How To Get A Handle On Hypertension Or High Blood Pressure
Blood pressure is the force exerted by the blood against the walls of blood vessels and the magnitude of this force depends on the cardiac output and the resistance of the blood vessels. Hypertension or high blood pressure is defined as having blood pressure higher than 140 over 90 mmHg with a consensus across medical guidelines.
When we measure our blood pressure, its reading always has two numbers. The top number is systolic pressure, which is when the heart is contracting and diastolic pressure is when the heart is relaxing. The pressures are categorised as follows:
- Normal: Less than 120 over 80 (120/80)
- Prehypertension: 120-139 over 80-89
- Stage 1 high blood pressure: 140-159 over 90-99
- Stage 2 high blood pressure: 160 and above over 100 and above
- High blood pressure in people over age 60: 150 and above over 90 and above
Symptoms of high blood pressure:
- Severe headaches
- Severe anxiety
- Shortness of breath
Causes of high blood pressure: Blood pressure is a non-communicable disease. It is one of the outcomes of bad or poor lifestyle. There are many more reasons for getting high blood pressure:
- High intake of salt
- Excessive consumption of processed foods
- Lack of physical activity
- Alcohol consumption
- Genetics or heredity
- Old age
- Thyroid disorders
Complications: When blood pressure stays high over time, it can damage the body and cause complications. Some common complications and their signs and symptoms include:
- Chronic kidney disease: When blood vessels narrow in the kidneys, possibly causing kidney failure.
- Eye damage: When blood vessels in the eyes burst or bleed. Signs and symptoms include vision changes or even blindness.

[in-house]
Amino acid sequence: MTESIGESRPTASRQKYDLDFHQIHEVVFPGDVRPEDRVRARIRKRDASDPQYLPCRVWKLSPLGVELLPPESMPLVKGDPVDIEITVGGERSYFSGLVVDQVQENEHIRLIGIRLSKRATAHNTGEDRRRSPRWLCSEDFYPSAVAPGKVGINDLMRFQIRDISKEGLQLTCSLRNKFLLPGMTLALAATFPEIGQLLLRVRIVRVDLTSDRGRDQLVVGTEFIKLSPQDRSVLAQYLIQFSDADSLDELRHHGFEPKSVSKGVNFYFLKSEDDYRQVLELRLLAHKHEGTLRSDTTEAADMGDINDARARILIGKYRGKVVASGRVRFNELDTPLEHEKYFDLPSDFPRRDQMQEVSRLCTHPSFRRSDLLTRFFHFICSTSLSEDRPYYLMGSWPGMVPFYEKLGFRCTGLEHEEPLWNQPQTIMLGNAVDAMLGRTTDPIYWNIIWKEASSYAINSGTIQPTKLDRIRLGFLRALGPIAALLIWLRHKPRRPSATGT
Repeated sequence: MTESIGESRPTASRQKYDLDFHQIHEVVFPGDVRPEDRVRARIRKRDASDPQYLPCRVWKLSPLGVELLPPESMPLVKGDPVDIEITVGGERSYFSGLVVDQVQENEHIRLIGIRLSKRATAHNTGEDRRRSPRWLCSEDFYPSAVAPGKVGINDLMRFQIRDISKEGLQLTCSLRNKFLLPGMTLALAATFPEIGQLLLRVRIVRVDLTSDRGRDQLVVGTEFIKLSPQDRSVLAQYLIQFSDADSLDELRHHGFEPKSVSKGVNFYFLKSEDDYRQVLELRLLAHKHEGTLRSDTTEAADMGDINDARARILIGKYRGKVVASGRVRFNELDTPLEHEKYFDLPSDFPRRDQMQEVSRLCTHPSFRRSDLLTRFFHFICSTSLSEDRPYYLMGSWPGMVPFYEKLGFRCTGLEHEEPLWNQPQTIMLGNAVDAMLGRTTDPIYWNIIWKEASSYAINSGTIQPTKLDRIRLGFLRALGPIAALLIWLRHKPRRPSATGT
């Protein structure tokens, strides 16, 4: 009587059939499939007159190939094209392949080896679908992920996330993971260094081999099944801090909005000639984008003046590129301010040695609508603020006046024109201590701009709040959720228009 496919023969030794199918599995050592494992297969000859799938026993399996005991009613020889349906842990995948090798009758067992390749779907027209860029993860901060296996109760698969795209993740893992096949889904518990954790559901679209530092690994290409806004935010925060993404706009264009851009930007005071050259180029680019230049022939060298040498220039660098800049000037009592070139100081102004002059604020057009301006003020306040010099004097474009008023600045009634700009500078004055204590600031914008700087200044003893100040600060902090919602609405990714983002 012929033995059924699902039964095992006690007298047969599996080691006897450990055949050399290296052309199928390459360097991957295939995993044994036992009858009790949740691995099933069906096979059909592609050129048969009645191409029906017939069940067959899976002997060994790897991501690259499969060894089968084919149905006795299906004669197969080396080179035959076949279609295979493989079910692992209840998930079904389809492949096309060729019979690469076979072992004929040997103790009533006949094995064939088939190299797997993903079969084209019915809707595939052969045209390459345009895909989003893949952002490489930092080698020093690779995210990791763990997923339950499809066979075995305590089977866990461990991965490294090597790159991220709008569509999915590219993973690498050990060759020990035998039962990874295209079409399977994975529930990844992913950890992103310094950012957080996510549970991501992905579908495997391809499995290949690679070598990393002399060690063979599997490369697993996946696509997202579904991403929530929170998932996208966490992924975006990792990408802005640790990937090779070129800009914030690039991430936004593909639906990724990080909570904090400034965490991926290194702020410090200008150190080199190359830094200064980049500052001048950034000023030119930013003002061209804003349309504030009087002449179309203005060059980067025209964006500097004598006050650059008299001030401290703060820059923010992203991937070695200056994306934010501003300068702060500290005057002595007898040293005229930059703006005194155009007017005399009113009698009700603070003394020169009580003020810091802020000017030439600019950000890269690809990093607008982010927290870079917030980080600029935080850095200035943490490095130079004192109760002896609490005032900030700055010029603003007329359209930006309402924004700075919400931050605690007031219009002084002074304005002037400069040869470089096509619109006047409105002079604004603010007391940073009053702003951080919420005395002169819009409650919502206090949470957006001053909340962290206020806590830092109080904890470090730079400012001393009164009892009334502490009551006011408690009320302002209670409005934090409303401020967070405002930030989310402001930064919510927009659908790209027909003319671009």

- Cognitive changes: Research shows that over time, higher blood pressure numbers can lead to cognitive changes. Signs and symptoms include memory loss, difficulty finding words and losing focus during conversations.
- Aneurysms: When an abnormal bulge forms in the wall of an artery. Aneurysms develop and grow for years without causing signs or symptoms until they rupture, or grow large enough to press on nearby body parts or block blood flow. The signs and symptoms that develop depend on the location of the aneurysm.
- Heart attack: When the flow of oxygen-rich blood to a section of the heart muscle suddenly becomes blocked and the heart doesn’t get oxygen. The most common warning symptoms of a heart attack are chest pain or discomfort, upper body discomfort and shortness of breath.
- Peripheral artery disease: When plaque builds up in the leg arteries and affects blood flow in the legs. When people have symptoms, the most common are pain, cramping, numbness, aching or heaviness in the legs, feet and buttocks after walking or climbing stairs.
- Heart failure: When the heart can’t pump enough blood to meet the body’s needs. Common signs and symptoms of heart failure include shortness of breath or trouble breathing, feeling tired and swelling in the ankles, feet, legs, abdomen and veins in the neck.